Poconos shooter had other options, neighbors say

Clay Borger and daughter Breanna , 11, of Saylorsburg, Pa., leave flowers at the Ross Township municipal building, where three people were killed Monday night. DAVID KIDWELL / Pocono Record
Clay Borger and daughter Breanna , 11, of Saylorsburg, Pa., leave flowers at the Ross Township municipal building, where three people were killed Monday night. DAVID KIDWELL / Pocono Record
Posted: August 09, 2013

SAYLORSBURG, Pa. - If only he'd sought help. Legal assistance, housing help, food to put on his table. Then, people in Monroe County say, the man accused in the shootings at a township meeting might not have opened fire over a property dispute.

"Somewhere along the line, he could have sought some type of [legal] advice," said Jim Mannello, publisher of West End Happenings, a newsletter that serves four townships, including Ross, where the deadly shooting occurred Monday night.

"There are a lot of people with problems," Mannello said. "It's just a shame when you see someone take the wrong action because they're in a tough way. He didn't have to go to that extreme. He just didn't."

Rockne Newell, 59, is being held without bail on murder and other charges after allegedly firing at Monday night's Board of Supervisors meeting, killing three people and wounding three more. He was upset over the recent condemnation and public sale of his land over zoning and sewer violations as well as unpaid taxes, police said.

Newell's father told WFMZ, an Allentown television station, that his son had been planning the attack after having been driven seemingly to the breaking point over the land dispute.

"He had been talking about this and we have been trying to talk him out of it, and he said, 'Dad, my life is over,' " Peter Newell told WFMZ.

The buildings on the younger Newell's Flyte Road property were dilapidated and appeared to be falling apart. The Pocono Record reported in June that Newell essentially lived in a shed on the property that lacked running water or plumbing, which violated zoning and sewage ordinances.

He also owed the township more than $8,000 for the violations and unpaid taxes after a judge ruled against him in 2002.

The home was sold July 25 at a sheriff's sale, after a protracted legal battle between Newell and local authorities. According to a file at the Monroe County Sheriff's Office, Newell received notice of the impending sale more than a year ago - along with numerous documents that urged him to retain a lawyer, and informed him that he could still stop the sale by taking steps to fight the decision in court.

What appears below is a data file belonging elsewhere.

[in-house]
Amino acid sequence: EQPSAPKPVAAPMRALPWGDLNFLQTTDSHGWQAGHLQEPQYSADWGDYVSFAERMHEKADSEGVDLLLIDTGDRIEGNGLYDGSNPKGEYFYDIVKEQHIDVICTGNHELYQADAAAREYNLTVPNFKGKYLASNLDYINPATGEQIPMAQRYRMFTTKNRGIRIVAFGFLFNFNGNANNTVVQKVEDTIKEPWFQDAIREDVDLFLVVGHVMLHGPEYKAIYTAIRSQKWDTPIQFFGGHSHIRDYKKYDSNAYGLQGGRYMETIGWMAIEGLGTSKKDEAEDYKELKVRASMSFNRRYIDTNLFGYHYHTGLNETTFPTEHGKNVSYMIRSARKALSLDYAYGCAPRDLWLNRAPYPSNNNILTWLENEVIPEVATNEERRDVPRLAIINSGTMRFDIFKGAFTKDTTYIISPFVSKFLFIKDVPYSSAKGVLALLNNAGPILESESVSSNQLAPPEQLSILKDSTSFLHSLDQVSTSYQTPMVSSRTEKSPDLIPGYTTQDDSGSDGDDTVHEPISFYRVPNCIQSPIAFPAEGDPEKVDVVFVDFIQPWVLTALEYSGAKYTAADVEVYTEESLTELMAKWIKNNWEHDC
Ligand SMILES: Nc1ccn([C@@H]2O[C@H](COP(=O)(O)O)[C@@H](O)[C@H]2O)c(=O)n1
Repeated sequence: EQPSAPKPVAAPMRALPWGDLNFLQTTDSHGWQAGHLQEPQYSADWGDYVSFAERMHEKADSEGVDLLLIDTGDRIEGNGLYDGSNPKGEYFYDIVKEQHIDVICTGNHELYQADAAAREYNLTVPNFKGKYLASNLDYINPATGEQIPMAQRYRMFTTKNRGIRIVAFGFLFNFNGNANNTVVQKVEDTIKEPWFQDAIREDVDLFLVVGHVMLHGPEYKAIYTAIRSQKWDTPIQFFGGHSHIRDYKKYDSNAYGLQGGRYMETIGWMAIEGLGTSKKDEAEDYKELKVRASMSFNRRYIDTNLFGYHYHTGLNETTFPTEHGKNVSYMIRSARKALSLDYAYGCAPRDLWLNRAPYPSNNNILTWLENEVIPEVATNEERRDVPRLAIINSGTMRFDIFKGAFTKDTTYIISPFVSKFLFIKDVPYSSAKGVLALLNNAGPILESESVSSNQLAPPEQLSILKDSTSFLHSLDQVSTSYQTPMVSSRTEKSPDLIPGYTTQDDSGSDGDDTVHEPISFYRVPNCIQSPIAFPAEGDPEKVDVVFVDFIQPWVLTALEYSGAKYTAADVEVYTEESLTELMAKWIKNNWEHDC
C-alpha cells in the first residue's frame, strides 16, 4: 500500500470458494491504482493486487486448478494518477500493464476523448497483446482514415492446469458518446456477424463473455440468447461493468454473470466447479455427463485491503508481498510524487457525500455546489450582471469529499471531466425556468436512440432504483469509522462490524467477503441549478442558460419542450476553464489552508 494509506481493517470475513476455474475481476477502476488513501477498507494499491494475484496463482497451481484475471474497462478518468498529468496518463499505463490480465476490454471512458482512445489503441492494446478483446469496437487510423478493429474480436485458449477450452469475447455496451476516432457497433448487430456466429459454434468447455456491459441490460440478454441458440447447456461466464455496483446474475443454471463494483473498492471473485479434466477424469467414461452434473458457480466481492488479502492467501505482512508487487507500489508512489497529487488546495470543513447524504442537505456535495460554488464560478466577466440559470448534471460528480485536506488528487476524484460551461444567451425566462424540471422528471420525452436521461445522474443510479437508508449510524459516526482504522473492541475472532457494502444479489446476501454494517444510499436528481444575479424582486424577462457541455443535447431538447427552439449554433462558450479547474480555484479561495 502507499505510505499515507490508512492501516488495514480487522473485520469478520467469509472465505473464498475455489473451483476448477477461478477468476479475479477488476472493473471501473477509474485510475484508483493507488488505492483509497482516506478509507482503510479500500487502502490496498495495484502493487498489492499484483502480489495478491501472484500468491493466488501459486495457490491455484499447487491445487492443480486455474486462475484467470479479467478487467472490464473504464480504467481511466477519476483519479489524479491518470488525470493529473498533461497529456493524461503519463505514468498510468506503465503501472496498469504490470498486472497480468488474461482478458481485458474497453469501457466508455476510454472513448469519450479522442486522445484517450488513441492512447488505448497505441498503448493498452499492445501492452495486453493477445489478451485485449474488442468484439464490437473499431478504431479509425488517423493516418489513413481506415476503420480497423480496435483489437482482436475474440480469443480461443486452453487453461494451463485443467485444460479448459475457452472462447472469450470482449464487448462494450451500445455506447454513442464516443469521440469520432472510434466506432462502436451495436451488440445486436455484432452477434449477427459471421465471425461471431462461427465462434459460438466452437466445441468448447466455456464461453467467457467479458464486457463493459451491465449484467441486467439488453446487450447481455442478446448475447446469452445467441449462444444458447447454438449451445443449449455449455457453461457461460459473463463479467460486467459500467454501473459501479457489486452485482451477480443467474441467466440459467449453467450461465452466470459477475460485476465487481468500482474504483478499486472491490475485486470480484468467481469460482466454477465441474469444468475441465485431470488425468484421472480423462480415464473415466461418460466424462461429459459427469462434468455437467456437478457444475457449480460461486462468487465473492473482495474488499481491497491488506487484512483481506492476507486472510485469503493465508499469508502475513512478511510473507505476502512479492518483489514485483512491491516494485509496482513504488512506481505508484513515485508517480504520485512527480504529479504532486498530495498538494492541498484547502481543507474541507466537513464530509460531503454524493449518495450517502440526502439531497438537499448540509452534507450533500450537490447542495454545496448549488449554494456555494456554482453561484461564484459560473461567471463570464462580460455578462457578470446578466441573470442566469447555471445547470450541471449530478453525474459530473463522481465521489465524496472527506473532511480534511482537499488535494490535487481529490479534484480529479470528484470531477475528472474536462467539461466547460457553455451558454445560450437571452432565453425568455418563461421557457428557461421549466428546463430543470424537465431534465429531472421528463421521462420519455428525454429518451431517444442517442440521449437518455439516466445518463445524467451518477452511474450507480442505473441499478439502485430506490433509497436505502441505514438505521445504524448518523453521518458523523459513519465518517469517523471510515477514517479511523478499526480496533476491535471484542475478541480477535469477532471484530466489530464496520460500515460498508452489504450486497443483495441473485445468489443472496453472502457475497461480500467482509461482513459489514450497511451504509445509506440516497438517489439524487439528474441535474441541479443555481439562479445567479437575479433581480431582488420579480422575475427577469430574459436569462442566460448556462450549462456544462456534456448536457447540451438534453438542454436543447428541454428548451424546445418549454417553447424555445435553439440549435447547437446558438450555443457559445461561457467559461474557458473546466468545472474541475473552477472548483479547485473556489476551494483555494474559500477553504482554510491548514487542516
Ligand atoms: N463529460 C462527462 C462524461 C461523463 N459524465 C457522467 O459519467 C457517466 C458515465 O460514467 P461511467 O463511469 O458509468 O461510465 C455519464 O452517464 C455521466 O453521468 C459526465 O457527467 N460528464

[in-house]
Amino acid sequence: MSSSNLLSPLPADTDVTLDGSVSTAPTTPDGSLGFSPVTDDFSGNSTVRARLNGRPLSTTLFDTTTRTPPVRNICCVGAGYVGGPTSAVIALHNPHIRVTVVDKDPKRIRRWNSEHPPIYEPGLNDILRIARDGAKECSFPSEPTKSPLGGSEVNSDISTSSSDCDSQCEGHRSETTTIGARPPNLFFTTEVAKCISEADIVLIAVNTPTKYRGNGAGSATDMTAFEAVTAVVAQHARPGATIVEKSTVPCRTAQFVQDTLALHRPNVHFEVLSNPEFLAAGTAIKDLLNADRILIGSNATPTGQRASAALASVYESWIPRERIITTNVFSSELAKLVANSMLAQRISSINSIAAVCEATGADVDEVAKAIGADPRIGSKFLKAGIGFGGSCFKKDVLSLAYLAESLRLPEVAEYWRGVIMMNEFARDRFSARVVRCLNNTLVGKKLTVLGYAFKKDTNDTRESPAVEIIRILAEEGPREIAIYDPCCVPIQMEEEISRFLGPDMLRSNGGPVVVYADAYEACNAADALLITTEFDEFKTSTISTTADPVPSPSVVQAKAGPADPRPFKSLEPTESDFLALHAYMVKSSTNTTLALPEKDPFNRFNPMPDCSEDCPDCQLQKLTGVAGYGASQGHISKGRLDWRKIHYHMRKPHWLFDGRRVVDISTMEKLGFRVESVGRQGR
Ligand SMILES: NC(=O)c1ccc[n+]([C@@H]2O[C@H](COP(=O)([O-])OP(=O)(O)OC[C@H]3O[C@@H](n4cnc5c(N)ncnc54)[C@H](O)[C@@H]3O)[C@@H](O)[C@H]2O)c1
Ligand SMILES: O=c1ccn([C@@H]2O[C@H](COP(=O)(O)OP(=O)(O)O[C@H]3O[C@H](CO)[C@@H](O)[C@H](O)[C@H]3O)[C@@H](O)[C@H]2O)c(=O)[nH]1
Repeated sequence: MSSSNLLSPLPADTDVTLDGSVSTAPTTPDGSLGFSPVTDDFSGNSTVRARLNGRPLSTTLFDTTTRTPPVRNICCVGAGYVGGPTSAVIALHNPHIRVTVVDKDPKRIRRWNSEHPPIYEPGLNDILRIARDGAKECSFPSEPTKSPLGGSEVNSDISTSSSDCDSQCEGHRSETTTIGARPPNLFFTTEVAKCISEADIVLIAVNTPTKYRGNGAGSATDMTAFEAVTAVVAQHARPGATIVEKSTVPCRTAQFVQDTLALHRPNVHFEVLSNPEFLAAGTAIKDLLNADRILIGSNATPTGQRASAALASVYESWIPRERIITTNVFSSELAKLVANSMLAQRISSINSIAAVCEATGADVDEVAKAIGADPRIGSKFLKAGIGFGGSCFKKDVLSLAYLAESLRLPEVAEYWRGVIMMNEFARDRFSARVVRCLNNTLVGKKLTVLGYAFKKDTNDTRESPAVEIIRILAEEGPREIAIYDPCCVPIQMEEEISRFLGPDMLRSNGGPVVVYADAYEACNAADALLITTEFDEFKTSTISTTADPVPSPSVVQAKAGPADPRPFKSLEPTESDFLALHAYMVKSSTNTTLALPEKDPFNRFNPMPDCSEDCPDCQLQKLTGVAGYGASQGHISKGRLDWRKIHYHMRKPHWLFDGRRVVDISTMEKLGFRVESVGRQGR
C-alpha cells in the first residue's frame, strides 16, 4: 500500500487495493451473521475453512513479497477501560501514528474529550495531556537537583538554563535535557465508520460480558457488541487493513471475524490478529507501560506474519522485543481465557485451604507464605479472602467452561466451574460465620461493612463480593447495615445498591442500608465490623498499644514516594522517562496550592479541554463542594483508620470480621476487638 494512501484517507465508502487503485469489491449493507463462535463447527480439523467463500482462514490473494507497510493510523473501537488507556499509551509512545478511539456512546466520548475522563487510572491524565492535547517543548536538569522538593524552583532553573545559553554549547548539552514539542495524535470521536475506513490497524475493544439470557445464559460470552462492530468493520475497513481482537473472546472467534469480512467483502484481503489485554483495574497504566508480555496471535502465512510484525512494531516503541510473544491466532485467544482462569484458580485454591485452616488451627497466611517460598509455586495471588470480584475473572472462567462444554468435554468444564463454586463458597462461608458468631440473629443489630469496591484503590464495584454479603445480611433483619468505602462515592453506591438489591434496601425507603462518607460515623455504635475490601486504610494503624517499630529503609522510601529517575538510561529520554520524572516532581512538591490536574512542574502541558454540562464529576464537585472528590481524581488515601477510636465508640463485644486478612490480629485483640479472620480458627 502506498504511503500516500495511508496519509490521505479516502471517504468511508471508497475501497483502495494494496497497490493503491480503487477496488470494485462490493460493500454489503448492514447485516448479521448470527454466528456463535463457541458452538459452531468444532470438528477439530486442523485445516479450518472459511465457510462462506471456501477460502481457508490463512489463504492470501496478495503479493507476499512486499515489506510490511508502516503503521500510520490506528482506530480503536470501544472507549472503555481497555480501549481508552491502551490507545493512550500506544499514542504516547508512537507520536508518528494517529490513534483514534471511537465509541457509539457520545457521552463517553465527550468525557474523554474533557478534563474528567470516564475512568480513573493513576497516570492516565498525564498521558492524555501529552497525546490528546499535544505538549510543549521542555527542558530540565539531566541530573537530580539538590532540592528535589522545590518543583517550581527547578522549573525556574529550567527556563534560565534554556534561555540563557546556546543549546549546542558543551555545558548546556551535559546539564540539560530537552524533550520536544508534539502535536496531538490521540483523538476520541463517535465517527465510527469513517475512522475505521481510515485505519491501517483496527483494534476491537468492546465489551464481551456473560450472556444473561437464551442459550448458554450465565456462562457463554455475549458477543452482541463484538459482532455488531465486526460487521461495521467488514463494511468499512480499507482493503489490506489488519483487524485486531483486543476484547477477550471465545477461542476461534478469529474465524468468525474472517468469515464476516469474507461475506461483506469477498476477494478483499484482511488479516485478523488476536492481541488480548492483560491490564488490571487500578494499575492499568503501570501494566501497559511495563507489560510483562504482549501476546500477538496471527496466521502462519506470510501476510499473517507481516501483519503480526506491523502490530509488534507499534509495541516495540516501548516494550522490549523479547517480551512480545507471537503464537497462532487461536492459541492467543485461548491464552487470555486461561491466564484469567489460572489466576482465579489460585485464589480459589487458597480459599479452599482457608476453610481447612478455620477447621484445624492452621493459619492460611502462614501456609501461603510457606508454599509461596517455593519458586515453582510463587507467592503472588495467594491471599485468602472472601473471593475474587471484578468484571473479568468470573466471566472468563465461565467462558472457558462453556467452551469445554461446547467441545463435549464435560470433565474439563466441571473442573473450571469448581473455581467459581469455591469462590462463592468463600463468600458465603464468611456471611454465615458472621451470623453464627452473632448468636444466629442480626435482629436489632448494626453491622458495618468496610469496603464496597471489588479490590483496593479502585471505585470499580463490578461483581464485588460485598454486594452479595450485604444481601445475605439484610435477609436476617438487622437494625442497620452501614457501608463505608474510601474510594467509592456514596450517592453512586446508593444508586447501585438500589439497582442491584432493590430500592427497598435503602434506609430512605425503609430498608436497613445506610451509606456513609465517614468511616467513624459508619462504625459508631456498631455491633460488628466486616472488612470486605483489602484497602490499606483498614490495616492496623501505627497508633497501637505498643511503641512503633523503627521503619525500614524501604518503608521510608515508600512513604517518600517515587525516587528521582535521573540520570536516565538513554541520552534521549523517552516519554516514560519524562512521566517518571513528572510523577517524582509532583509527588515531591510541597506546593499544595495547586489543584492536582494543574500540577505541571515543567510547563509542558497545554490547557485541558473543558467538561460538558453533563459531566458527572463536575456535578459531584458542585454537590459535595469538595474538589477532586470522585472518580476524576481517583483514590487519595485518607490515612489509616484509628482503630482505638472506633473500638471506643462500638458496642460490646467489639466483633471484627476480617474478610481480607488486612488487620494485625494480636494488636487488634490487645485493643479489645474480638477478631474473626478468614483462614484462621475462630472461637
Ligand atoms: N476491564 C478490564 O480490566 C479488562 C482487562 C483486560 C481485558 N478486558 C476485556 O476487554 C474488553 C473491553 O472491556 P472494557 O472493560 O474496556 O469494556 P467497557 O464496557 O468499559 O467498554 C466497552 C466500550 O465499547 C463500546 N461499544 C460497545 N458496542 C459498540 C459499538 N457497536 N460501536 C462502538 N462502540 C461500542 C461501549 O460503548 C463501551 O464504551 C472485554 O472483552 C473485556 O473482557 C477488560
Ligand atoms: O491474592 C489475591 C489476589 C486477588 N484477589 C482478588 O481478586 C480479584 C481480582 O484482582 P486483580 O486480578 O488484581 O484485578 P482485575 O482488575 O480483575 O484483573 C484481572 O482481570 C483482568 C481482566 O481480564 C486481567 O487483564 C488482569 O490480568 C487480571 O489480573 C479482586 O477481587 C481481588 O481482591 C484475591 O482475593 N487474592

Mannello and others said Newell could have sought a lawyer and worked out a solution with the township. Even after losing his land, Newell would not have had to be left homeless.

"It's common knowledge that there are churches [where Newell could stay] and there are food banks in the area. And why couldn't he just stay with his dad?" Mannello said.

State police said Newell had been living in a home owned by his father in nearby Hamilton Township.

Newell intended to shoot Ross Township's supervisors and its attorney, according to police, and said as he was being arrested that he wished he "had killed more of them." One of the victims was Supervisor Howard Beers, who suffered a hand injury during the shooting but survived. The dead included James V. LaGuardia, 64, and Gerard Kozic, 53, both Saylorsburg residents who were seeking zoning permits, according to the Allentown Morning Call.

The third man slain was David Fleetwood, 62, the township's zoning manager. Fleetwood was also a township supervisor in the neighboring township of Chestnuthill. He worked for IBM for 40 years in Virginia before retiring and moving to Pennsylvania.

"I can't say enough good things about Dave," said David Albright, Chestnuthill's township manager. Serving in local government, Albright said, "was just one of the things he did. He spent a lot of time volunteering as well. He just liked being involved and trying to help out."

Mannello said he hoped Monday's rampage does not dissuade people like Fleetwood from continuing to serve on local government boards. Such jobs in rural Monroe County and elsewhere around the state are often part-time and pay by the hour, typically $20 or so.

"They're not making a lot of money," Mannello said. "And it's unfortunate they have to worry about someone coming to a meeting and creating an incident. It's terrible to even think that way."

Hope Smith, director of the West End Community Alliance, said the West End is a tight-knit community in which people help each other out. She said the tragedy won't change that.

But, Smith said, "some people wonder if they could have helped [Newell]. If they could have helped him clean up his property. And other people say, 'We know the gentleman and he wouldn't have taken our help.' "

Contact Ben Finley at 610-313-8118 or bfinley@phillynews.com, or on Twitter @Ben_Finley.

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